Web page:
>> about this, since the interface transfer rate doesn't go up all the way
    >> to the theoretical 480 Mbit/s (I know that the limitation is on the
    >> memory cards, which deliver only up to 6-8 Mbyte/s).
    >
    > For the CF format, that's just not true:
    > http://www.robgalbraith.com/bins/multi_page.asp?cid=6007-6894 - it's
    > just a matter of having the best card-reader and the fastest card.

    Yes, you're right. I didn't look into CF cards, but those fast ones
    mentioned are the really top of the line, mostly > 1GB ones

    >
    >> Example for this is the KonicaMinolta DiMage X50, it's specs say: "USB:
    >> Full-speed 12 Mbps data transfer with a USB 2.0 compatible computer".
    >> I believe they want the consumers who quickly browse through the specs
    >> to read "USB 2.0", but the asterisk refers to a fine-print on the
    >> bottom that limits it to Full-speed USB (12Mbit/s).
    >>
    >> Do you know any other cameras that support high-speed USB 2.0?
    >
    > Why don't You just get a (High-Speed) USB 2.0 card reader? My
    > SanDisk ImageMate is very light, compact and portable!
    >
    > You really should decide on buying a digicam based on other
    > parameters than the connectivity options... But I decided against
    > MemoryStick and xD Picture Card when I bought my first digicam for
    > myself, so I can see it's a valid point - just not the best :p

    Good point. But when I see myself taking out the card and sticking it
    to a card reader that I really don't want neither on my desk nor
    carrying around along with my iBook, then I will bite my a... for not
    having thought of it the moment I bought the camera.

    And the features of the Sony Cyber-shot P100 do not sound that bad
    after all. I was asking you guys because maybe there are more
    high-speed USB cameras out there I haven't discovered yet and that I
    might be considering in my decision.

    Thanks.

    - Alex
  3. Archived from groups: alt.comp.periphs.dcameras (More info?)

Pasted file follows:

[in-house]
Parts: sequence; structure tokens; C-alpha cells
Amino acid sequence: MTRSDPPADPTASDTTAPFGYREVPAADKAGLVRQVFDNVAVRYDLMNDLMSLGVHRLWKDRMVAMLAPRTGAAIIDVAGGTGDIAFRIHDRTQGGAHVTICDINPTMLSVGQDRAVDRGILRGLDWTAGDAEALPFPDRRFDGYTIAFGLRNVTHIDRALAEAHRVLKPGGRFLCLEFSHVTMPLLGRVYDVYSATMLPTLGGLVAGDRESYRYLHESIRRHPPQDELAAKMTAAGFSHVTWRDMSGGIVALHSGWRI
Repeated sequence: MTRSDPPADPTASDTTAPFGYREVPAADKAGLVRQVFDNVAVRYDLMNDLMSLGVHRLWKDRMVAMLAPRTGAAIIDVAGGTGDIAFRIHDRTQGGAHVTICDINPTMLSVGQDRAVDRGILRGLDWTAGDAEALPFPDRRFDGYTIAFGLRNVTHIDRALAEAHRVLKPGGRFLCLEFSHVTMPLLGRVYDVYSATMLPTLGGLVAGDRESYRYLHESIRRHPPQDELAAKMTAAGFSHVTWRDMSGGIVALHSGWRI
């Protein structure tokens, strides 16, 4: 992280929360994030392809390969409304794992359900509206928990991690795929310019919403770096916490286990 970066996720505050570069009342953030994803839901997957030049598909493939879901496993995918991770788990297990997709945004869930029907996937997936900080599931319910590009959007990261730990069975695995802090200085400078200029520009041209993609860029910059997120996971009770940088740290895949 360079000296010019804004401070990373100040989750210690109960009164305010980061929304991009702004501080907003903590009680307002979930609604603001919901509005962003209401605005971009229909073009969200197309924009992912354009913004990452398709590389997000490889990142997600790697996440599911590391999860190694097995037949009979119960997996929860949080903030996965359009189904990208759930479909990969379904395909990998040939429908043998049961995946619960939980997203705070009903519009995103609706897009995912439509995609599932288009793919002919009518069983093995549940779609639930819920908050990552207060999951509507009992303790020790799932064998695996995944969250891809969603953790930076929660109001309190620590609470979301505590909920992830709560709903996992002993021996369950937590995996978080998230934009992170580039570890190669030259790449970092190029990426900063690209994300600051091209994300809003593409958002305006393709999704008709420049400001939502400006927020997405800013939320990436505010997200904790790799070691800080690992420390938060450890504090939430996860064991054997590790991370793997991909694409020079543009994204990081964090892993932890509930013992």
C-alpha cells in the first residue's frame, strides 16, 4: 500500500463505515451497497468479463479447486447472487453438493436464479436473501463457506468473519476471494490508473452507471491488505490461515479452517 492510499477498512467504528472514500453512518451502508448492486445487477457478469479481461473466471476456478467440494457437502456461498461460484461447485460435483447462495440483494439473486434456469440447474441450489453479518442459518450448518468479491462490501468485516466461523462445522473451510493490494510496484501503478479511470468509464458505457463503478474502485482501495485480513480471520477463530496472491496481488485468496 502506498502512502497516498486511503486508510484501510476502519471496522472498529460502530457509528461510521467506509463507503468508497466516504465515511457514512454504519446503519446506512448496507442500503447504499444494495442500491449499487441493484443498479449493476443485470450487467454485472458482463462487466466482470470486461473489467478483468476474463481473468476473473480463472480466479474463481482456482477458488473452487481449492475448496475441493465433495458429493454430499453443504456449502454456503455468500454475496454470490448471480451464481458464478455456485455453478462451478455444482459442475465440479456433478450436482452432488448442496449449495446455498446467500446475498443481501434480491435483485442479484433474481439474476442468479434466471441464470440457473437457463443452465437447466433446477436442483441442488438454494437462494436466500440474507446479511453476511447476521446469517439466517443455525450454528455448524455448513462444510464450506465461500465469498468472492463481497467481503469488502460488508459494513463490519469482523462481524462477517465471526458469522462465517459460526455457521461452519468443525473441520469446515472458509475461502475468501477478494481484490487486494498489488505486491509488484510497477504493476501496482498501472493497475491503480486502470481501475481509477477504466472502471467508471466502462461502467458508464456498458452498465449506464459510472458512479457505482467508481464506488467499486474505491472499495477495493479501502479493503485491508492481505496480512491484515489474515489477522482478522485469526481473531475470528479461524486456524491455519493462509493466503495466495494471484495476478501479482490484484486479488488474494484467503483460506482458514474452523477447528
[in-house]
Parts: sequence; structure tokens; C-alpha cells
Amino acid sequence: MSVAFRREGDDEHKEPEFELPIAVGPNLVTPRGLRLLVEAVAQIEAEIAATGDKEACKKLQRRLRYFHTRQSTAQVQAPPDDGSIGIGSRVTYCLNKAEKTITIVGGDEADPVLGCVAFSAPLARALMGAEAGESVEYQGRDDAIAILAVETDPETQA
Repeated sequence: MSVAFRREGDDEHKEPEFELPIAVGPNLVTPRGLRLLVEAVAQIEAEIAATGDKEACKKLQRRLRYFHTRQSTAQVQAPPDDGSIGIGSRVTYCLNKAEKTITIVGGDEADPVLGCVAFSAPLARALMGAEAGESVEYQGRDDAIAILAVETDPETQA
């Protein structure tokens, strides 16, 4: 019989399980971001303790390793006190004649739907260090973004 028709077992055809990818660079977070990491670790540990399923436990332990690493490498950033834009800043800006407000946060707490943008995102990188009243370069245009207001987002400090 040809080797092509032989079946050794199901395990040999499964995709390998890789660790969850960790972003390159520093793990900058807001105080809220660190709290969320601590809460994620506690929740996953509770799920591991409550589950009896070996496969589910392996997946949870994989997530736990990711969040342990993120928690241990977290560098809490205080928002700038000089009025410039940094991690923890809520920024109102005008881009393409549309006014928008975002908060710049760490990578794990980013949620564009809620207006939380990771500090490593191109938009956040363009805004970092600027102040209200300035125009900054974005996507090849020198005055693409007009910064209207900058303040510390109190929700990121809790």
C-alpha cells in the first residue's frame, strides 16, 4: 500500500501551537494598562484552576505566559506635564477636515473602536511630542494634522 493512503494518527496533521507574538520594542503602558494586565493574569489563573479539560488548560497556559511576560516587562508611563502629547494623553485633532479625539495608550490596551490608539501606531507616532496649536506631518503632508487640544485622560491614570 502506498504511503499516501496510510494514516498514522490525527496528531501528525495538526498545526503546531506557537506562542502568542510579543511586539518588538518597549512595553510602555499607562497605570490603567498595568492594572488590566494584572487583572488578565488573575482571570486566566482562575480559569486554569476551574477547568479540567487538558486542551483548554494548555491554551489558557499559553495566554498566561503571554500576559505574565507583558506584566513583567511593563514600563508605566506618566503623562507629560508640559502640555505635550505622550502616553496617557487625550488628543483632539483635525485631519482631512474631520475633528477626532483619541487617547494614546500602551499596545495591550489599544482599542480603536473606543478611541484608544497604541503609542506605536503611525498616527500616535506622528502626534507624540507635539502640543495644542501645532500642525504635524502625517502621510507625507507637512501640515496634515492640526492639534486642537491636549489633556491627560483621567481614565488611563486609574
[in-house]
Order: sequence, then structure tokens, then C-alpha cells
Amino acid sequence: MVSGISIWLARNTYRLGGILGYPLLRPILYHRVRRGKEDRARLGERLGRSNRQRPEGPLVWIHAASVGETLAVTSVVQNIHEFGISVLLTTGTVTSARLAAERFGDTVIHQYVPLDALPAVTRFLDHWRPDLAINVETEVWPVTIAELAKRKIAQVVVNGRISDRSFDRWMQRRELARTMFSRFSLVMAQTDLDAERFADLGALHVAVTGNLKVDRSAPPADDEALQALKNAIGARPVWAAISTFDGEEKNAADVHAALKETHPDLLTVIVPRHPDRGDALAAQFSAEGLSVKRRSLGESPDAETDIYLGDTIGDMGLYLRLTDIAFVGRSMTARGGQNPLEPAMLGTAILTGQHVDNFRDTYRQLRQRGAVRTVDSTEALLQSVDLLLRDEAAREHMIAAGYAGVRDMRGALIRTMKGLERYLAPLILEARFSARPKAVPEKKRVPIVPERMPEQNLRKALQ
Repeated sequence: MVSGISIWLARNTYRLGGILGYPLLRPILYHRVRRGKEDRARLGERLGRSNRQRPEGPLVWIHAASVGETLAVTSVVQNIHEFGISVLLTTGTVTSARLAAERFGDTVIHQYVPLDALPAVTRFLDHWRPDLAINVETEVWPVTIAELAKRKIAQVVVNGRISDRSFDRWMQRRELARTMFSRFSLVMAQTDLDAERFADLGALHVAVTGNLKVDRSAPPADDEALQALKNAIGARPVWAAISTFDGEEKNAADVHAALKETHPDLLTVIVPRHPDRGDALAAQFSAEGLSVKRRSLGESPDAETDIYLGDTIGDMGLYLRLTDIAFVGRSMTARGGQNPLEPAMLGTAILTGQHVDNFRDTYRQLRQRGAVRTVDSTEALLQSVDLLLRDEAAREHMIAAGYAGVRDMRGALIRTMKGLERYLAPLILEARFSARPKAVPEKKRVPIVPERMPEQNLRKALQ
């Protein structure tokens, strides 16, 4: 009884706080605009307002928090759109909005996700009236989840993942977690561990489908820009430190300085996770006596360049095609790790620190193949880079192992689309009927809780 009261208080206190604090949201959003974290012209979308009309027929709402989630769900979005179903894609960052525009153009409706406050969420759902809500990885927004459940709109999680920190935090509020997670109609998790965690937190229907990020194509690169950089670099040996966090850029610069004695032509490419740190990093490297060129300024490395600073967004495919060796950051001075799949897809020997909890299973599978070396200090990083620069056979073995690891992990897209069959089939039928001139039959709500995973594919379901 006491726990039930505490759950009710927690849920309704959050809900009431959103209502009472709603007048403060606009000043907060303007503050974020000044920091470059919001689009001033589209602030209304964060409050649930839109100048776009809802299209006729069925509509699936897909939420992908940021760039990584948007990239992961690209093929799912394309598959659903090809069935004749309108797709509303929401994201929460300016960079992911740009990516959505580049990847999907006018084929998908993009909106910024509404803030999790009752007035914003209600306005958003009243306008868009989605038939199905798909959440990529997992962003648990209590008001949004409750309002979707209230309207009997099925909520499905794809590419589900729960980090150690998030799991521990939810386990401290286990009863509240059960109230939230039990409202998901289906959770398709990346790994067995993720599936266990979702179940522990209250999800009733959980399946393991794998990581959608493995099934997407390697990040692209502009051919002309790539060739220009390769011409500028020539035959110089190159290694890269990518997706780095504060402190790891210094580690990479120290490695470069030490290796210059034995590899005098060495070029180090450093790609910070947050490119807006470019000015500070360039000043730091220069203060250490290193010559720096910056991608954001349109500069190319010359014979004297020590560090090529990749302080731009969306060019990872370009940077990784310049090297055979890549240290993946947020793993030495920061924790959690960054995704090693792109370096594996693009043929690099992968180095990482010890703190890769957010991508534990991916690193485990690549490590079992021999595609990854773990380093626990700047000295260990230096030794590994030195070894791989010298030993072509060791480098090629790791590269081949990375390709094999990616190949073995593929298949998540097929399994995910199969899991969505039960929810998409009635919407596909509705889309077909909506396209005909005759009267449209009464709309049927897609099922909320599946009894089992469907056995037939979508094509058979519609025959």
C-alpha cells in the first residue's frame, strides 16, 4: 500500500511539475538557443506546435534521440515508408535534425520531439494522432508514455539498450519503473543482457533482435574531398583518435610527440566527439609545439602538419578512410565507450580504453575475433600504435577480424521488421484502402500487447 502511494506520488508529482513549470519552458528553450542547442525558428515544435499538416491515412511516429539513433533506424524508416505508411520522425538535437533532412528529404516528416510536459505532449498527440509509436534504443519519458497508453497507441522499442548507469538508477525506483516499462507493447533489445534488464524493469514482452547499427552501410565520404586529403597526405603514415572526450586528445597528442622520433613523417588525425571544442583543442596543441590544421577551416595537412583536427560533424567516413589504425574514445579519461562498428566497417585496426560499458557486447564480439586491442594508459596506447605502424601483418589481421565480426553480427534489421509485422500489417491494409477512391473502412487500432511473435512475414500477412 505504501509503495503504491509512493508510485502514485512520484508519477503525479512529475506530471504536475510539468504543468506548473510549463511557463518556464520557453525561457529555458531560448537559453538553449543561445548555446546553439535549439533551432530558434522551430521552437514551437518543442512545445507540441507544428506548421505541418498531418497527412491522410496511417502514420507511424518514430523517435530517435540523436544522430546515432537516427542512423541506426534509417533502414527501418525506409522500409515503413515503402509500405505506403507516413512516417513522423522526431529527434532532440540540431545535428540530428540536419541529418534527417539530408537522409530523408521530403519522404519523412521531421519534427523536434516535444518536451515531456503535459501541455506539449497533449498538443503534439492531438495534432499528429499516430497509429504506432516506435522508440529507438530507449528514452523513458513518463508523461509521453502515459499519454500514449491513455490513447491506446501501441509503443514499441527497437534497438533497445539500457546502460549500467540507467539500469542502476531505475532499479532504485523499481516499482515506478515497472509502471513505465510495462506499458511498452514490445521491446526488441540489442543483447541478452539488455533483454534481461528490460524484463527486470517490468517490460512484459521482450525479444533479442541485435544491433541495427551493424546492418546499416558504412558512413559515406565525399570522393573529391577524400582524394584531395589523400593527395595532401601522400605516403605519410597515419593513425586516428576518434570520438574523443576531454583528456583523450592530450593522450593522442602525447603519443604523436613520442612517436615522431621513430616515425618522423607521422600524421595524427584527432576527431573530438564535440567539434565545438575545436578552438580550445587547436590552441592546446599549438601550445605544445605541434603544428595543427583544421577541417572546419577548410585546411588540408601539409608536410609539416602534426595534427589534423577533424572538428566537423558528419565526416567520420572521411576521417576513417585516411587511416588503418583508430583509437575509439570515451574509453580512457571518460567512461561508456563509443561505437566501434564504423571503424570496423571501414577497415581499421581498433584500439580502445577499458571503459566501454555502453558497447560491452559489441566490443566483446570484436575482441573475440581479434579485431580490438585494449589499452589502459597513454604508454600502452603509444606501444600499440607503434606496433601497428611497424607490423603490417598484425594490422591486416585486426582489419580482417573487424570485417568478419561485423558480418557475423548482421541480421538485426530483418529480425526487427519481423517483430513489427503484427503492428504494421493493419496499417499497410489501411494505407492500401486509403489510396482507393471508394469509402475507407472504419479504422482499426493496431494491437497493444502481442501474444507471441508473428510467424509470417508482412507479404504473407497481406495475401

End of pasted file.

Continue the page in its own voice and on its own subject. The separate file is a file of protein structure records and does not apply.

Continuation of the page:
On Sun, 08 May 2005 22:06:20 GMT, Alex <claw@hotmail.com> wrote:

    >And the features of the Sony Cyber-shot P100 do not sound that bad
    >after all. I was asking you guys because maybe there are more
    >high-speed USB cameras out there I haven't discovered yet and that I
    >might be considering in my decision.

    Just get the memory reader and don't worry about the USB speed of your
    camera. Many camera don't come with any power supply so using your
    camera connected to the computer via USB also drains the battery.

    Most external USB reader can be very small and I think there's a MS/MS
    Pro only version that is about the size of most "thumb drive" so it
    will take very little space with your iBook. Or you could just get a
    single big memory stick or 2 and transfer them to your desktop when
    you get back.

    I have an internal 8-in-1 card reader that is out of my way when not
    needed and takes up a floppy drive slot (who needs floppy disk these
    day?) The only issue I have with that memory card is no MS Pro
    support but up until this year I never needed one.

    My main camera uses MS and MS Pro (and all Duo with adapters) and has
    1 GB Pro installed, my slightly older backup camera uses SD (512
    installed). with those 2 and lots of memory space, I can take lots of
    shots even on long vacation and not have to worry about running out of
    memory space too soon.
    --
    When you hear the toilet flush, and hear the words "uh oh", it's already
    too late. - by anonymous Mother in Austin, TX
    To reply, replace digi.mon with phreaker.net